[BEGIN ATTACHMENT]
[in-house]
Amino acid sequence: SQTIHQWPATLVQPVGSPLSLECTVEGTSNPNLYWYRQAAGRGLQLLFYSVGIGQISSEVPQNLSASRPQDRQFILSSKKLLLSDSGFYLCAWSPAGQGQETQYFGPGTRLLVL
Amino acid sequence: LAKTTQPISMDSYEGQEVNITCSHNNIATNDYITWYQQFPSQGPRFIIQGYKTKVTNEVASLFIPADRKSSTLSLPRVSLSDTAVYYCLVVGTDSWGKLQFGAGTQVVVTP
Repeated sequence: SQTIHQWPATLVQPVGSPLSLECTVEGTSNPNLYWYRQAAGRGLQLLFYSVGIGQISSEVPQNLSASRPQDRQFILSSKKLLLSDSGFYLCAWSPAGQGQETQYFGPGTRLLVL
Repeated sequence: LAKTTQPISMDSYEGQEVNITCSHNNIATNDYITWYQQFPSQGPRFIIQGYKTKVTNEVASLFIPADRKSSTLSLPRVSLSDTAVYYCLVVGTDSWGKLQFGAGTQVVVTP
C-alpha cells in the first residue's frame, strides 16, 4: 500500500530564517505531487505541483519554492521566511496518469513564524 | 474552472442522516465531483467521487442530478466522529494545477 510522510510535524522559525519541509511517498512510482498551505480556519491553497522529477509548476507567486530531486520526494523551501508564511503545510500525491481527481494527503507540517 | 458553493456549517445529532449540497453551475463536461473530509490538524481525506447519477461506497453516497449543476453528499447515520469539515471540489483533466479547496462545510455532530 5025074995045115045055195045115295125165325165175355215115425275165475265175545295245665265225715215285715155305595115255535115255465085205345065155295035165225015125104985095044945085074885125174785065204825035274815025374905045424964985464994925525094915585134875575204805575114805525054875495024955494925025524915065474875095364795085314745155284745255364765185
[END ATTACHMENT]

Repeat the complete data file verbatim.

[in-house]
Amino acid sequence: SQTIHQWPATLVQPVGSPLSLECTVEGTSNPNLYWYRQAAGRGLQLLFYSVGIGQISSEVPQNLSASRPQDRQFILSSKKLLLSDSGFYLCAWSPAGQGQETQYFGPGTRLLVL
Amino acid sequence: LAKTTQPISMDSYEGQEVNITCSHNNIATNDYITWYQQFPSQGPRFIIQGYKTKVTNEVASLFIPADRKSSTLSLPRVSLSDTAVYYCLVVGTDSWGKLQFGAGTQVVVTP
Repeated sequence: SQTIHQWPATLVQPVGSPLSLECTVEGTSNPNLYWYRQAAGRGLQLLFYSVGIGQISSEVPQNLSASRPQDRQFILSSKKLLLSDSGFYLCAWSPAGQGQETQYFGPGTRLLVL
Repeated sequence: LAKTTQPISMDSYEGQEVNITCSHNNIATNDYITWYQQFPSQGPRFIIQGYKTKVTNEVASLFIPADRKSSTLSLPRVSLSDTAVYYCLVVGTDSWGKLQFGAGTQVVVTP
C-alpha cells in the first residue's frame, strides 16, 4: 500500500530564517505531487505541483519554492521566511496518469513564524 | 474552472442522516465531483467521487442530478466522529494545477 510522510510535524522559525519541509511517498512510482498551505480556519491553497522529477509548476507567486530531486520526494523551501508564511503545510500525491481527481494527503507540517 | 458553493456549517445529532449540497453551475463536461473530509490538524481525506447519477461506497453516497449543476453528499447515520469539515471540489483533466479547496462545510455532530 5025074995045115045055195045115295125165325165175355215115425275165475265175545295245665265225715215285715155305595115255535115255465085205345065155295035165225015125104985095044945085074885125174785065204825035274815025374905045424964985464994925525094915585134875575204805575114805525054875495024955494925025524915065474875095364795085314745155284745255364765185